AI and other automation technologies have great promise for benefitting society and enhancing productivity, but appropriate policies by companies and governments are needed to help manage workforce transitions and make them as smooth as possible. The McKinsey Global Institute report AI, automation, and the future of work: Ten things to solve for states that “There is work for everyone today and there will be work for everyone tomorrow, even in a future with automation. Yet that work will be different, requiring new skills, and a far greater adaptability of the workforce than we have seen. Training and retraining both mid-career workers and new generations for the coming challenges will be an imperative. Government, private-sector leaders, and innovators all need to work together to better coordinate public and private initiatives, including creating the right incentives to invest more in human capital. The future with automation and AI will be challenging, but a much richer one if we harness the technologies with aplomb—and mitigate the negative effects.” They list likely actionable and scalable solutions in several key areas:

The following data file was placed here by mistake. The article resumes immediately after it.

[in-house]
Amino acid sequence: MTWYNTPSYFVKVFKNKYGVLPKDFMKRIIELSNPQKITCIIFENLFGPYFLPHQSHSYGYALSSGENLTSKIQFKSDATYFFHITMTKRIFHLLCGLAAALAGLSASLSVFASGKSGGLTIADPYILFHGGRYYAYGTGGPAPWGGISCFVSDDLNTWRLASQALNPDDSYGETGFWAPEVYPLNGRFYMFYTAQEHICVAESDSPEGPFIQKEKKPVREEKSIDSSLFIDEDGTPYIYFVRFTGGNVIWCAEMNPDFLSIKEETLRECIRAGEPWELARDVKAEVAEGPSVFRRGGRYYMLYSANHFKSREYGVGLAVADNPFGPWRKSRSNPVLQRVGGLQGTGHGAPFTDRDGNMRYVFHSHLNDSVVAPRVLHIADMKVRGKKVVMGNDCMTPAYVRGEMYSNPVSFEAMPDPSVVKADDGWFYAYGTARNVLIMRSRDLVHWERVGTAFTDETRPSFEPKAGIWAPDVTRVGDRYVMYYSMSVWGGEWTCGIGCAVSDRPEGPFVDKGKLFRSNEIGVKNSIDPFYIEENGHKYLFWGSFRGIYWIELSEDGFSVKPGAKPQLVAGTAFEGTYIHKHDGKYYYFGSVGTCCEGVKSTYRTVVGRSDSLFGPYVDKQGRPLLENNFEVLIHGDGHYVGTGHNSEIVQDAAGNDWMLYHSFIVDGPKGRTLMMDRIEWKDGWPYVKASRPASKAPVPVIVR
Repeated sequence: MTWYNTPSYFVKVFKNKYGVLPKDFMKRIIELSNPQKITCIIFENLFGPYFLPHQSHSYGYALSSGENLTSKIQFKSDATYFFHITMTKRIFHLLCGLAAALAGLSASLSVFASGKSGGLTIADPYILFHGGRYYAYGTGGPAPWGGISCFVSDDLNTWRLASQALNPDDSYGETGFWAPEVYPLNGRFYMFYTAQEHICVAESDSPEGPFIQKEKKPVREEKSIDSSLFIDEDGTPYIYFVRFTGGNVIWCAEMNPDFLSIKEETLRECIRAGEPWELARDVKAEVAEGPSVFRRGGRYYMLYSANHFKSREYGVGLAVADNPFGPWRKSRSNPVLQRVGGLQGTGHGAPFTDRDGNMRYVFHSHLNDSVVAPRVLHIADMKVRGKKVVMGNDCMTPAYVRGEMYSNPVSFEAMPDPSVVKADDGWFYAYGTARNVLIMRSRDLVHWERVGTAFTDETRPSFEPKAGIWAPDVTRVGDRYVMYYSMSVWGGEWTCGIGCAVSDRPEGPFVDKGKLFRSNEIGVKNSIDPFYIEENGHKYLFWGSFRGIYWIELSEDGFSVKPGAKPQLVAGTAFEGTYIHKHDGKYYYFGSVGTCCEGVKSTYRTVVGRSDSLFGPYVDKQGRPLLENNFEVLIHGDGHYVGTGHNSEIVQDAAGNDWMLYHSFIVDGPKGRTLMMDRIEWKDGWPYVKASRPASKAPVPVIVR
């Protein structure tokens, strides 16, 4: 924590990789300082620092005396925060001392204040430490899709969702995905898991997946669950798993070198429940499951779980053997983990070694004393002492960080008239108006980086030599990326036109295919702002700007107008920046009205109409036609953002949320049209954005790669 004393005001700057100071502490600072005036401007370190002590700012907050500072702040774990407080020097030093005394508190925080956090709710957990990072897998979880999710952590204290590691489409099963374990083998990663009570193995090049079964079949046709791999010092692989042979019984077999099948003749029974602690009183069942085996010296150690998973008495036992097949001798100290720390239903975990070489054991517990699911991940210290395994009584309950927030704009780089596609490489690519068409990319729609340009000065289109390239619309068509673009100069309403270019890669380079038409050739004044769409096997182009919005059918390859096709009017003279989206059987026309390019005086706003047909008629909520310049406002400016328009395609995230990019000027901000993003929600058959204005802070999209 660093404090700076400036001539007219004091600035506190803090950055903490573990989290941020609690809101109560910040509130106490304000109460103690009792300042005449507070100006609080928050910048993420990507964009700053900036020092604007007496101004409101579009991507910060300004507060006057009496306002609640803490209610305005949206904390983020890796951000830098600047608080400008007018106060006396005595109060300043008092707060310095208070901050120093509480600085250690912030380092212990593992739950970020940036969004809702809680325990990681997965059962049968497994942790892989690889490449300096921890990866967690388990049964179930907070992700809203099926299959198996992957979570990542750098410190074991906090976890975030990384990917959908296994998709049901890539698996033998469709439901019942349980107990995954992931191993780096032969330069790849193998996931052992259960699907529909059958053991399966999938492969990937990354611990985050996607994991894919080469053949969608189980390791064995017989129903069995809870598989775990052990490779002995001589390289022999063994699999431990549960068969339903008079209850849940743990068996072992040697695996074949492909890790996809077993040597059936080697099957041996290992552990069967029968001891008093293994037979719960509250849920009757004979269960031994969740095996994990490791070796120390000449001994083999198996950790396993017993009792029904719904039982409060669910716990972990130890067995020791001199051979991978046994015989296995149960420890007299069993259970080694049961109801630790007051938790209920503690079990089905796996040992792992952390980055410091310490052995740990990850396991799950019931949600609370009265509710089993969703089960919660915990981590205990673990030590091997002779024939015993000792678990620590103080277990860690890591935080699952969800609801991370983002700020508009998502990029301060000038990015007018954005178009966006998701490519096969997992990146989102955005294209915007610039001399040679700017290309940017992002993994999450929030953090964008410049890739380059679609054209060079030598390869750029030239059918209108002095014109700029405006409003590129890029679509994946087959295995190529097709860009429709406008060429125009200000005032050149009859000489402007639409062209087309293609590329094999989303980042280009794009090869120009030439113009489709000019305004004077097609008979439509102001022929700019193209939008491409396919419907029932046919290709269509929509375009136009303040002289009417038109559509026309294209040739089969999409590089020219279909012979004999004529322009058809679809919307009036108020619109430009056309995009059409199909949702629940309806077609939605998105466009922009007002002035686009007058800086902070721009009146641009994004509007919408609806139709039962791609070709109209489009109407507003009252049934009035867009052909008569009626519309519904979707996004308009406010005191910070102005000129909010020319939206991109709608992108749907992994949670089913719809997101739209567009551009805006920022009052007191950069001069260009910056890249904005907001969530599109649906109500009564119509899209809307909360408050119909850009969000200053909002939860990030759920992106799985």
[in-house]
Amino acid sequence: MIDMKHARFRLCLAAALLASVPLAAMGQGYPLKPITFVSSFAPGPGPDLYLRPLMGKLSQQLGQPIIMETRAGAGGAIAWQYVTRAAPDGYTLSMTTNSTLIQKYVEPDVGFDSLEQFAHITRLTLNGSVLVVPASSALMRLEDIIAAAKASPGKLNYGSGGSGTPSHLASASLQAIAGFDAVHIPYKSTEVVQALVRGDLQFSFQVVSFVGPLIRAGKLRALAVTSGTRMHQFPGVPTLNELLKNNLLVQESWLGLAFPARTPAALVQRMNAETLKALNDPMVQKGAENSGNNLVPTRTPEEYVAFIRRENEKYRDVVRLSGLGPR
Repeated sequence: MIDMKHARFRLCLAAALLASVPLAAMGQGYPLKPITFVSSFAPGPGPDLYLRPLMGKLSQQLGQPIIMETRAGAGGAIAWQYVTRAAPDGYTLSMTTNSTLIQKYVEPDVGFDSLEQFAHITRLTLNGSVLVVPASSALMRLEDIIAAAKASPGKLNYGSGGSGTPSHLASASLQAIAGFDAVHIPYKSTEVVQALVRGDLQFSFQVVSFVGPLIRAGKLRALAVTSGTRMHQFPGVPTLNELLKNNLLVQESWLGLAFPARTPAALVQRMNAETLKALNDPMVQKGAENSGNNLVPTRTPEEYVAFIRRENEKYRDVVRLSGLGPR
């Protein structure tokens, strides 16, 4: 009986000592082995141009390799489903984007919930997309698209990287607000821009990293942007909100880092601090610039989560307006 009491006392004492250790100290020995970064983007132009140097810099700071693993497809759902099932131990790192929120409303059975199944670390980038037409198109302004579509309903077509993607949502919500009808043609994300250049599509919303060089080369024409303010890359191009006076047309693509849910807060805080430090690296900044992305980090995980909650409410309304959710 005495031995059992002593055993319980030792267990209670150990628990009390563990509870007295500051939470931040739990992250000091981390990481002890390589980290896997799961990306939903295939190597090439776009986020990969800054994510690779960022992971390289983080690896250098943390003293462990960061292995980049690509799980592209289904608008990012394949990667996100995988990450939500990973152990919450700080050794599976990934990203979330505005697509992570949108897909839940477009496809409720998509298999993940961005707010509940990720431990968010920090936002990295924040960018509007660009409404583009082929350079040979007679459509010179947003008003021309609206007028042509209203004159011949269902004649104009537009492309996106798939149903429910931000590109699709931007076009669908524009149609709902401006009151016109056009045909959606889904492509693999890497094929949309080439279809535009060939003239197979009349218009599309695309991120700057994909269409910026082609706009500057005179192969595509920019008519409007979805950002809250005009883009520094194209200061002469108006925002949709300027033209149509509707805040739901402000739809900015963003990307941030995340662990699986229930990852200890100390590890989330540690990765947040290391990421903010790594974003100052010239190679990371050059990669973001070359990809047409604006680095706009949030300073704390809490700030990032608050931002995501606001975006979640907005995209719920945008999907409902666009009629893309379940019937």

1. Ensuring robust economic and productivity growth

2. Fostering business dynamism

3. Evolving education systems and learning for a changed workplace

4. Investing in human capital

5. Improving labor-market dynamism

6. Redesigning work

7. Rethinking incomes

8. Rethinking transition support and safety nets for workers affected

9. Investing in drivers of demand for work

10. Embracing AI and automation safely

In redesigning work and rethinking incomes, we have the chance for bold ideas that improve the lives of workers and give them more interesting jobs that could provide meaning, purpose, and dignity.

Some of the categories of new jobs that could replace old jobs are
1. Making, designing, and coding in AI, data science, and engineering occupations